Seeing is believing



Sensation and Perception

Artist Statement

In this work we are primarily concerned with exploring the many sides of perception. This involves exploring the senses as a physiological basis of perception. Sensation and perception are not passive behaviours, but rather a dynamic interplay between ourselves and the environment. Our sensors mean little without our brains ability to organise this information and translate that data into meaningful perceptions. 


Perception is a creation of one’s mind. The colours you see, the forms you see, the depth you see in the world isn’t there in your eye. That information is a figment created by the mind and that of your imagination. 


Everything you experience around the world is filtered through your senses. We don’t actually directly interact with the world in any way. If we touch something, those are touch sensors in our skin telling us about pressure in our fingers. We interpret the texture of the surface from that pressure information, we are not actually experiencing the surface, we are experiencing our mind’s interpretation of the senses that it is receiving. The same for vision, we might think that we see everything as reality, whereas actually the world around us visually is interpreted by our eyes sensing photons of light as they enter your retina and causing electrical activities that are interpreted by our brain. Energy is actually changed from one state to another in this process, so light is turned into electricity via a chemical process and so we are actually a few steps removed from reality by the time we are experiencing the world in our brain. Which all means our perception of the world is through a curtain, it’s through a veil, of this sensory information and interpretation of it. Our senses, whilst we receive hopefully accurate information from the world, get filtered through our perceptual system and that’s where the problem lies. It’s our experience that can change our interpretation of those senses.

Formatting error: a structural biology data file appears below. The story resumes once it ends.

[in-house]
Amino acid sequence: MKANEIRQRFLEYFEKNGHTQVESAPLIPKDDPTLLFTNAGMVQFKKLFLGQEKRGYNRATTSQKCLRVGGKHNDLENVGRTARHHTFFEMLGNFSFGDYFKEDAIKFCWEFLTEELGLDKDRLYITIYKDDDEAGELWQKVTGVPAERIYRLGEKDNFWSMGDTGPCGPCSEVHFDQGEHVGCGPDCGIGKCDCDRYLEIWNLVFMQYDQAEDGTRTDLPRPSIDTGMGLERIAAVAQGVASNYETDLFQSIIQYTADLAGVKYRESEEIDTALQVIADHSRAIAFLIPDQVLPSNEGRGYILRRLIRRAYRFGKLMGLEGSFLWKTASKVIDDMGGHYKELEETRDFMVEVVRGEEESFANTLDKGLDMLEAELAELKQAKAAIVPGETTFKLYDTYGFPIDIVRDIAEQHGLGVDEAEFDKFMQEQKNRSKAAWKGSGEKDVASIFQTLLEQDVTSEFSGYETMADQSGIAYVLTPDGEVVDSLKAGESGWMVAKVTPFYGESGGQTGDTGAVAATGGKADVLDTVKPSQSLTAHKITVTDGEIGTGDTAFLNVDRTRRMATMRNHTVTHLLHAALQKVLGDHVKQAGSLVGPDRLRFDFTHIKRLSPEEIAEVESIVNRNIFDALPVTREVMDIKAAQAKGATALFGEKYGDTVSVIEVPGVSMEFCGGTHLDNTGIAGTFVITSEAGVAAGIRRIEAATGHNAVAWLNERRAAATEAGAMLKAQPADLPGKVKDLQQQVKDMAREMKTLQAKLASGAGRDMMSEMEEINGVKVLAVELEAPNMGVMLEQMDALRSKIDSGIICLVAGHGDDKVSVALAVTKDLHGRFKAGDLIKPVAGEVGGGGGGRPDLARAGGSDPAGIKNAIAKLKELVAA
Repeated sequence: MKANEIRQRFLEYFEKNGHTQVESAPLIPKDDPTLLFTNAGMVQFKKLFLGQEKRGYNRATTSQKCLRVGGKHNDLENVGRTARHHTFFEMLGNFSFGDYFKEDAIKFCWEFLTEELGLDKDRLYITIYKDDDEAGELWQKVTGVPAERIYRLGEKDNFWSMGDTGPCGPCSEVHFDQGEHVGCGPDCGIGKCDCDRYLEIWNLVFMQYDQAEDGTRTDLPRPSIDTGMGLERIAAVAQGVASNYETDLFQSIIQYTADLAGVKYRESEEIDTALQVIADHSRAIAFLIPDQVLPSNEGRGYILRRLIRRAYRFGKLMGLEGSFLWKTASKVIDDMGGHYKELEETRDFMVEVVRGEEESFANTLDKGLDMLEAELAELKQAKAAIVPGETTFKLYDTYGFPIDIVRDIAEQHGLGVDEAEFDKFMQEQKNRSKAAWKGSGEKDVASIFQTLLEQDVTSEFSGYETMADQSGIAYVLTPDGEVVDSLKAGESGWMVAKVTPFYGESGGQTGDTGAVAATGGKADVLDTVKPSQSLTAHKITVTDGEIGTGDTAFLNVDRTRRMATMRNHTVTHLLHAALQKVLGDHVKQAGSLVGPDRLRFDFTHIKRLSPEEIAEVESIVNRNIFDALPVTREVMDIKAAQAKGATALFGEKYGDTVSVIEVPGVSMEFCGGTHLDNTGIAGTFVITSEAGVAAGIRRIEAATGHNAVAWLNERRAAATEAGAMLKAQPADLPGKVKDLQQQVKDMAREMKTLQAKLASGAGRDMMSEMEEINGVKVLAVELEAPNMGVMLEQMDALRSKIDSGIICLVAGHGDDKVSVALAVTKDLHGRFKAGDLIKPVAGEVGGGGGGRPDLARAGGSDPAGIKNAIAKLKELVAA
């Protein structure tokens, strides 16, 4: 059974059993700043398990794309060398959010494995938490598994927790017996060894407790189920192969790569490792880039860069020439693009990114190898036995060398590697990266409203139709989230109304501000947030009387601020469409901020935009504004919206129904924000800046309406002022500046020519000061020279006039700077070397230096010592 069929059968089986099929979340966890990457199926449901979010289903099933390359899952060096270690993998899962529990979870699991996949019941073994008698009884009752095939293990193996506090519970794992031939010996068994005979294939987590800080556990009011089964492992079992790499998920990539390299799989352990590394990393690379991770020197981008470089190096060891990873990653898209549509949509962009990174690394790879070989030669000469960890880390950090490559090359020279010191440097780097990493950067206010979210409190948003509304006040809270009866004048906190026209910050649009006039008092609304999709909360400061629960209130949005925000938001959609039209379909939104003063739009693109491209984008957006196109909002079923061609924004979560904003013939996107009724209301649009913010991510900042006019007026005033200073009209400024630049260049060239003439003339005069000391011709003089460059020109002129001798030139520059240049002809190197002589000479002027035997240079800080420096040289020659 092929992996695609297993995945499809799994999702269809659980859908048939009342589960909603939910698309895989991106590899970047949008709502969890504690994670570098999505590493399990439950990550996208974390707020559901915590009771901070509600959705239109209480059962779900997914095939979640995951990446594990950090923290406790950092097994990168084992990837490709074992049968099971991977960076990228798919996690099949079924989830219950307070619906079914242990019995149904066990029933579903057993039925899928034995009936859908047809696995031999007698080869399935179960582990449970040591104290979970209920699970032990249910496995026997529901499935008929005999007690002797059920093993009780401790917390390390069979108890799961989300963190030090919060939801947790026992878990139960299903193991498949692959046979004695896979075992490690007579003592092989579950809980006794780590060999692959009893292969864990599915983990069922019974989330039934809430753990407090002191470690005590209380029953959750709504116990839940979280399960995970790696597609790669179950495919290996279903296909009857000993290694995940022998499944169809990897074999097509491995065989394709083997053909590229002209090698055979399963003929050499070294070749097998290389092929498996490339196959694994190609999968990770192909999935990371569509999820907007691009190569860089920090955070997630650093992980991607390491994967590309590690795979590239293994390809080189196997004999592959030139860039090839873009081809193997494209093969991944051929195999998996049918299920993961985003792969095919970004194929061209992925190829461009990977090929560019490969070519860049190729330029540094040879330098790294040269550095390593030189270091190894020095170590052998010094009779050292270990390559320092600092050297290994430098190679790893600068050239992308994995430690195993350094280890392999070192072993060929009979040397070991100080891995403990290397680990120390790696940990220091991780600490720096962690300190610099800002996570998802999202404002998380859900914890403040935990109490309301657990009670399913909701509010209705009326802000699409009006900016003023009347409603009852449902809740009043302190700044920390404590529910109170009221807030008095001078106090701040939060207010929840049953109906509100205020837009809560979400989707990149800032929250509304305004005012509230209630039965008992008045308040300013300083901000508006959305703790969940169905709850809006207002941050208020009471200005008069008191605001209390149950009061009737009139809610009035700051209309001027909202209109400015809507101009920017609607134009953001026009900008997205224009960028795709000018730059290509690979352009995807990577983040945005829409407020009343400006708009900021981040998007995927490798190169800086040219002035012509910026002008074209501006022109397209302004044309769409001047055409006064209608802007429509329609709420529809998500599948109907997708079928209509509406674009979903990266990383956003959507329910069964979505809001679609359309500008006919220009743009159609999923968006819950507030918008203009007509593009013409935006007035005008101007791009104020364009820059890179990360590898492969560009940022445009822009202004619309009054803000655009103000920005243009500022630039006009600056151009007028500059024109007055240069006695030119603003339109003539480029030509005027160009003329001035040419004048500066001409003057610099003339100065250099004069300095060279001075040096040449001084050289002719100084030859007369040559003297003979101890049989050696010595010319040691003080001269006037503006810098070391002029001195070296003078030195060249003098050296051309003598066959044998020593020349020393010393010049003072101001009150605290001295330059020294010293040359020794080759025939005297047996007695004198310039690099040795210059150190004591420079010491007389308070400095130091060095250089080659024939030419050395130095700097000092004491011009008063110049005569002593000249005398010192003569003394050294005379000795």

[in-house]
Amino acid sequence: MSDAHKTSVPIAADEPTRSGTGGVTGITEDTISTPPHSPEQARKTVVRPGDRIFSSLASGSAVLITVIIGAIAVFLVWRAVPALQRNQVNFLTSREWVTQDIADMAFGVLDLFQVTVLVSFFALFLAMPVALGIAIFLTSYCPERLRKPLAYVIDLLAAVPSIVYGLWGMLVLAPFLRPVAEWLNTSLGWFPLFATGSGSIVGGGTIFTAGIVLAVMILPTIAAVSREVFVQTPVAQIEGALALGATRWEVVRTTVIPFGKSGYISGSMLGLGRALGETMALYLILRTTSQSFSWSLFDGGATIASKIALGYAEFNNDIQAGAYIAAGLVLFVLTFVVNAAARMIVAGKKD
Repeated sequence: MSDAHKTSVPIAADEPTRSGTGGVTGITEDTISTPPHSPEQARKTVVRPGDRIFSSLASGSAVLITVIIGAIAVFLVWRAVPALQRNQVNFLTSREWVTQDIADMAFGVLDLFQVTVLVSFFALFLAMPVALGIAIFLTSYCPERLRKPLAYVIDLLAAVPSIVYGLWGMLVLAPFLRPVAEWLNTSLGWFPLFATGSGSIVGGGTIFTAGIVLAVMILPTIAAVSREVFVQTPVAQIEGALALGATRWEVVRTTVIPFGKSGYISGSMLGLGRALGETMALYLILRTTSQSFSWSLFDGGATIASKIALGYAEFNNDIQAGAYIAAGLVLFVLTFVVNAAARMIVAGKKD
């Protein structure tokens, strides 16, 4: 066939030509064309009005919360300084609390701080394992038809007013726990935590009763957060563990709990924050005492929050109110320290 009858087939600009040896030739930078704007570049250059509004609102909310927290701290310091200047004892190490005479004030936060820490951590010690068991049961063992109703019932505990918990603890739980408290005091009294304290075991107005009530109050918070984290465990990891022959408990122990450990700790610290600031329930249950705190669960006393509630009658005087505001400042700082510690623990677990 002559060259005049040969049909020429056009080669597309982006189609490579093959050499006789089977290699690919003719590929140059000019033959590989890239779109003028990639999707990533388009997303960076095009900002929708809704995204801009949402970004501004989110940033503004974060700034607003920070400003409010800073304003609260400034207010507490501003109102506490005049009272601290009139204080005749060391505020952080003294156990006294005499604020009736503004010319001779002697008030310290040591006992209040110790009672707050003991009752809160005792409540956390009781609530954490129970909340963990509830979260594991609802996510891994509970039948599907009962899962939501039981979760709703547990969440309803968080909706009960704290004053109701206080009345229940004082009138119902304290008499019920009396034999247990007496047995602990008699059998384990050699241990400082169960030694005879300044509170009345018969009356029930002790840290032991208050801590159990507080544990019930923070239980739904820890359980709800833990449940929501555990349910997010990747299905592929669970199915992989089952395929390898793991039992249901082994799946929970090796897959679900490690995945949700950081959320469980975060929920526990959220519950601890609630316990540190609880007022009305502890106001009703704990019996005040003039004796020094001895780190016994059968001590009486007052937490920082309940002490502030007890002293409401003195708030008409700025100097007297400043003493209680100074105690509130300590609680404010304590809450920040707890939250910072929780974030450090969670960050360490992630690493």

Visual illusions can be so interesting and so confusing because they demonstrate this process in action. You know there is an error in your perception, your brain is telling you something incorrect about the reality of the world, but it’s just not quite coming through. Visual illusions then tell us that our perceptions of the world aren’t necessarily tied always to reality. 


Colours don’t exist. They’re there as our brain’s way of signalling what wavelength of light the eye is seeing. Our colour perception is essentially related to the wavelengths of light, with particular ranges of electromagnetic radiation corresponding to colours in the visible spectrum of light. It is important to understand that the light is not coloured. It is simply a form of electromagnetic radiation of a certain power and wavelength. Our brain ‘creates’ colour to inform us about the wavelength in a way that is practically meaningful for us.


By exploring visual illusions our aim is to enhance our understanding of how the brain interprets visual information to make sense of the world around us.


I have come to realise though my own practice that simply from being in a space we change it. We are imprinted by the world around us as we move thought it and our actions print the space we inhabit. Physical spaces are married to multiple of other spaces; cultural, theoretical, fictional, social, institutional and so on.


Collaboration between Nick Azidis & Rose Staff

Production Company: Projection Teknik